In Chapter 7, “Low-Level Control Structures,” the discussion of pure assembly is continued and explains some translations between HLA and pure assembly. The final sub-chapter of this one is about hybrid control structures in HLA, where it’s explained how to combine pure assembly with HLA regarding boolean expressions.
The 8th chapter is devoted to “Advanced Arithmetic,” wherein four main topics are covered: extended-precision arithmetic, arithmetic on operands with different sizes, decimal arithmetic, and computation via table lookup. BCD (Binary Coded Decimal) and FPU (Floating Point Unit) are explained as well.
Next is a chapter on “Macros and the HLA Compile Time Language,” which are a main part of the Compile Time Language (CTL), and a chapter about “Bit Manipulation.” The reader will get to know some more of the previously discussed bit manipulation instructions and, a little later on in the book, some bit-centric algorithms and how to implement them.
The penultimate chapter, “The String Instructions,” will introduce the reader briefly to string instructions, e.g. how they operate and how they can be used.
The book ends with its final chapter about “Classes and Objects” in HLA, explaining how methods and the like are implemented in HLA and the differences between virtual methods and static procedures, how constructors are used and object initialization works, as well as abstract methods.
So finally, to whom can AoA be recommended? Well, that’s hard to answer as I have mixed feelings on it. On one side it’s a good entry-level book for assembler, since over 200 pages are devoted to the very basics such as numbering systems, data types and control structures, and so on. One wouldn’t expect such topics in an advanced technical book that is aimed at a more experienced audience. So, it shouldn’t be expected that you will be capable of writing extensive pure assembly code after working through this book.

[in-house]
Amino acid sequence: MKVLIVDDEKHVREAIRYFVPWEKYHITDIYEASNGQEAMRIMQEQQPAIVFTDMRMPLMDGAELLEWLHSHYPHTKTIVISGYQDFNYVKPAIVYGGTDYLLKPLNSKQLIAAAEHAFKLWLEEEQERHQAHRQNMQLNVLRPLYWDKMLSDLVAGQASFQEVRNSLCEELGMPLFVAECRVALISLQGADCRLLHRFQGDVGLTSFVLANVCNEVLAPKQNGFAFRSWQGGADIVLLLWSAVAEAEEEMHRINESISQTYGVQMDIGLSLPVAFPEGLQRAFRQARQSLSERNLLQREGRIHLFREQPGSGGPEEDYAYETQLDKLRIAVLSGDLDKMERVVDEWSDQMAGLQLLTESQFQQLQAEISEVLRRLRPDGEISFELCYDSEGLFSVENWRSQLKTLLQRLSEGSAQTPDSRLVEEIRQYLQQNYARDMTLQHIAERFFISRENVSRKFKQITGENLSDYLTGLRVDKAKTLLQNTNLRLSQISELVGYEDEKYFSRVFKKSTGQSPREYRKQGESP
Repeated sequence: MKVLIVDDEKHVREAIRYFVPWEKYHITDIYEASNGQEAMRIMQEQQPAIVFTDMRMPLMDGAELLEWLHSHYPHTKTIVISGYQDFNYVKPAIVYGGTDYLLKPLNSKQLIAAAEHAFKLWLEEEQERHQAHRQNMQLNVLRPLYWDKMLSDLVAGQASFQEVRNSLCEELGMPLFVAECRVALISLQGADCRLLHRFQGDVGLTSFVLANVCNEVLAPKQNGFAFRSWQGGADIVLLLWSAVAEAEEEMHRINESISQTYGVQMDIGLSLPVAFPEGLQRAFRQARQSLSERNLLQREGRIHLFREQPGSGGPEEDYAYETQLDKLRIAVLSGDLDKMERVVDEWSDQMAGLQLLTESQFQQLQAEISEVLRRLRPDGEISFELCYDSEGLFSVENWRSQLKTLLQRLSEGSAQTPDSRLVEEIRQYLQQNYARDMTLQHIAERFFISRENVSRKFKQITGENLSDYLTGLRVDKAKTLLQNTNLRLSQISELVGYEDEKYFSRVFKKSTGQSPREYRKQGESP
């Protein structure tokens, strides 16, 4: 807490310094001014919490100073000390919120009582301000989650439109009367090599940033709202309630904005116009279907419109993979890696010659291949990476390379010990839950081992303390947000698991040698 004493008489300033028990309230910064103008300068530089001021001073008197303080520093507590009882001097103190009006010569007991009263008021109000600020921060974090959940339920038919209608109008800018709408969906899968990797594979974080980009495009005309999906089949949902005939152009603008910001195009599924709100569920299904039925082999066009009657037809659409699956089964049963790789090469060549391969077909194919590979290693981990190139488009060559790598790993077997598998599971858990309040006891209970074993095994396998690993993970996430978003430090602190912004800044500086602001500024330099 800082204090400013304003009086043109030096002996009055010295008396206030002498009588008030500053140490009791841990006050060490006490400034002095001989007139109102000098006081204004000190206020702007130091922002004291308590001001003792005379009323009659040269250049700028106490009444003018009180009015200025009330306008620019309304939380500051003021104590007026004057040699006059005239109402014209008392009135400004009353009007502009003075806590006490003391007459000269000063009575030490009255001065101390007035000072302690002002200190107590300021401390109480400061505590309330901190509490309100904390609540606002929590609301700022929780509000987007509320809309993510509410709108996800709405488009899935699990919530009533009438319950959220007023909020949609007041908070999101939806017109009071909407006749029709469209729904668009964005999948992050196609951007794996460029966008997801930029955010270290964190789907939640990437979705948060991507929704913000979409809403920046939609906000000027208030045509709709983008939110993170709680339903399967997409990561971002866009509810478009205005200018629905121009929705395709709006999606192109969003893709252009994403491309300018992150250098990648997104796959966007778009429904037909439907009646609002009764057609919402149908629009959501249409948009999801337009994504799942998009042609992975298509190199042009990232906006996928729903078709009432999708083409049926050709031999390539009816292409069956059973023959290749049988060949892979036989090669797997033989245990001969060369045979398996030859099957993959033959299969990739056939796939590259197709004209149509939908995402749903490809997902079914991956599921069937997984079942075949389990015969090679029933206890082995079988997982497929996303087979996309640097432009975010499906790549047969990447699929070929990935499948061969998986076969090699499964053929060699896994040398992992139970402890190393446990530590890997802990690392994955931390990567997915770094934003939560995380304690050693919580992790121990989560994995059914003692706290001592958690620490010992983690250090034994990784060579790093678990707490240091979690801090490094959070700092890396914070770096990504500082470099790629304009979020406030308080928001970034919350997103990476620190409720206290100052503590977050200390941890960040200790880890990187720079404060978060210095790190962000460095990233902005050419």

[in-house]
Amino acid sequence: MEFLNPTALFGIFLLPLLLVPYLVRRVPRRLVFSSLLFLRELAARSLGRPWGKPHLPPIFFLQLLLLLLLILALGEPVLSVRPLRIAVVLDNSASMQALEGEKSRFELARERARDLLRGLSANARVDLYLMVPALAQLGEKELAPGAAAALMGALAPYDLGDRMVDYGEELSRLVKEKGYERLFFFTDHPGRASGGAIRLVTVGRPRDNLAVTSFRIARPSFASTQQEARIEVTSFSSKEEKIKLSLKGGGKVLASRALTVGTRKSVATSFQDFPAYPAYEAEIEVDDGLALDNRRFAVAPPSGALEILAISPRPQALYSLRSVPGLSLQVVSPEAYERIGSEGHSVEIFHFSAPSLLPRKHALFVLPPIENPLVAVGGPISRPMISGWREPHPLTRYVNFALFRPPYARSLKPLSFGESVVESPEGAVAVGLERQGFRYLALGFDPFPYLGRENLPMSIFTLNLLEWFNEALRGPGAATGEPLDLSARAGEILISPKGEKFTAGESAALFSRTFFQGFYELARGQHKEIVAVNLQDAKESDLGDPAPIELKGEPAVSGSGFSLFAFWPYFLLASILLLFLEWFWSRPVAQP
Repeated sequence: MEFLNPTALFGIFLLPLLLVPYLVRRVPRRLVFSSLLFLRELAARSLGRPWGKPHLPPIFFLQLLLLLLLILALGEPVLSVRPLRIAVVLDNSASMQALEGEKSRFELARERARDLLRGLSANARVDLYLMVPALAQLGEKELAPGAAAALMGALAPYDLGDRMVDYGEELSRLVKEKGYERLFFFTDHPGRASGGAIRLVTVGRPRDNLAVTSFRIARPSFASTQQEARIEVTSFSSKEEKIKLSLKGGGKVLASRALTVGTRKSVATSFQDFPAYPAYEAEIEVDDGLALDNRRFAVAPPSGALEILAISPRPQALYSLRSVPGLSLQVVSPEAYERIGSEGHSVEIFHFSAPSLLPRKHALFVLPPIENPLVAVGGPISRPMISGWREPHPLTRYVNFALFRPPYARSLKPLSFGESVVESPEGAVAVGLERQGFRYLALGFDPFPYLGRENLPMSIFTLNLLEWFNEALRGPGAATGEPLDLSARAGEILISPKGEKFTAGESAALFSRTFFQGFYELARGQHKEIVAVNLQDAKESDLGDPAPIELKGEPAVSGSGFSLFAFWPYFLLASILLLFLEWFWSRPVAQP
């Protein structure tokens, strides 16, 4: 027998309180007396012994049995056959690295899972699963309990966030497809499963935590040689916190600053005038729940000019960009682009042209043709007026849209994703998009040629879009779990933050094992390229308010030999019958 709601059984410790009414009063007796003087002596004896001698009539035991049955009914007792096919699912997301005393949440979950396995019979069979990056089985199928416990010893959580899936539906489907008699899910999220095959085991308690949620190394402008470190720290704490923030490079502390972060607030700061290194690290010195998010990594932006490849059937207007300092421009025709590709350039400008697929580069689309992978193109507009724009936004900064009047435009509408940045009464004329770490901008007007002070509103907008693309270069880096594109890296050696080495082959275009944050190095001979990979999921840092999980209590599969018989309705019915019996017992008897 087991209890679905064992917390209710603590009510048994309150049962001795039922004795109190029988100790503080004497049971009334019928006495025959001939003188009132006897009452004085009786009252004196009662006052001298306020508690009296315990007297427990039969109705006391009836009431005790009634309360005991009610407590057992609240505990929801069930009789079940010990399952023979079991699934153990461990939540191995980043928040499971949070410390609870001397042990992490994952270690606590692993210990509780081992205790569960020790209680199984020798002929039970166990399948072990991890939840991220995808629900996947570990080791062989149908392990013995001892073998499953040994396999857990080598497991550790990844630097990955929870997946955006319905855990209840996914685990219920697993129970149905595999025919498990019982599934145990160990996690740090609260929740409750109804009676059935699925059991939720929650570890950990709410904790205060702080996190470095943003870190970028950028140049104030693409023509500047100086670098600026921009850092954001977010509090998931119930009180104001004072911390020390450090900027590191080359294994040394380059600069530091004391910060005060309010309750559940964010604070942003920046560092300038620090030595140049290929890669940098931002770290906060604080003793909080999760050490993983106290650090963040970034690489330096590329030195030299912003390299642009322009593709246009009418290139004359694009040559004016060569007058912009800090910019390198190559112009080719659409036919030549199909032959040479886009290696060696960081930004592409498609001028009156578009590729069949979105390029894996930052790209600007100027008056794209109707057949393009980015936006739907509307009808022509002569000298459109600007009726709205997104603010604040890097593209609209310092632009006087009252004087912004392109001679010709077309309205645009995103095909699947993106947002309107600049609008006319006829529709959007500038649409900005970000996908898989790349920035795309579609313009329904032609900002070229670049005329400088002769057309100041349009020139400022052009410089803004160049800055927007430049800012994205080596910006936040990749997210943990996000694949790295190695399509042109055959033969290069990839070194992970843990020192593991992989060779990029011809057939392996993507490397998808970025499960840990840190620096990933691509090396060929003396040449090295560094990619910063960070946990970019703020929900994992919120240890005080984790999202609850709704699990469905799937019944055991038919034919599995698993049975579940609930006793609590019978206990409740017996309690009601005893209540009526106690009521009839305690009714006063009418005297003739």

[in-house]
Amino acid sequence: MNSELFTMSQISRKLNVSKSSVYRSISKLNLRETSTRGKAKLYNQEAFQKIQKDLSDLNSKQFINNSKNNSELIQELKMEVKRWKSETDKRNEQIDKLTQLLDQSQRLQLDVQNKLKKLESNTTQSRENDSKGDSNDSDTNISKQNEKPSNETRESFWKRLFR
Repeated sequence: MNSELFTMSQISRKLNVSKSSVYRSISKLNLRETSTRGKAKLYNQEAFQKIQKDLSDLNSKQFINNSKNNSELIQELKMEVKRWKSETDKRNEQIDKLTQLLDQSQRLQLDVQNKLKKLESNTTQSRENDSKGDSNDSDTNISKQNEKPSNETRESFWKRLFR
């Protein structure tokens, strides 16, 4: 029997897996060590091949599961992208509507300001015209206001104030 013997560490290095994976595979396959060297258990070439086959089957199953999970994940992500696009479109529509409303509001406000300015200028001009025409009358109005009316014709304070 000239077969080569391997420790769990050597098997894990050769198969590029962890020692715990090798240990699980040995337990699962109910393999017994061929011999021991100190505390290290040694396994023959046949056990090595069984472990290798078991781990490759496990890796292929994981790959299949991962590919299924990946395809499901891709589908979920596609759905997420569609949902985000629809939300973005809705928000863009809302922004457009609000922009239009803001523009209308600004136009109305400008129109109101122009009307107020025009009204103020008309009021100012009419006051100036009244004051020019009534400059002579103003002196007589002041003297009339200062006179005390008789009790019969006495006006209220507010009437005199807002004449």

However, probably only very few people would go with assembly as their first language, so those things should be known anyway and can easily be picked up throughout some hands-on practice and an appropriate reference. As AoA can be seen as a wrap from high-level to low-level, it wouldn’t make much sense either to go with it as the first book if you haven’t done any high-level before. Also, in terms of the later chapters such as the last one about OOP, it eventually might result in confusion.
Another potential problem which might occur with HLA being a wrap are bugs or flaws within the ‘core,’ which could be very hard to detect and fix. This is not a problem particularly associated with HLA but general with wrapped code.
On a positive note, considering the fact that many people seem to have difficulties in learning assembler, this book is a very good read and effectively introduces the reader to this fascinating topic.
Further Resources
 Full version of first edition, as well as further resources:
 Assembly Primer for Hackers: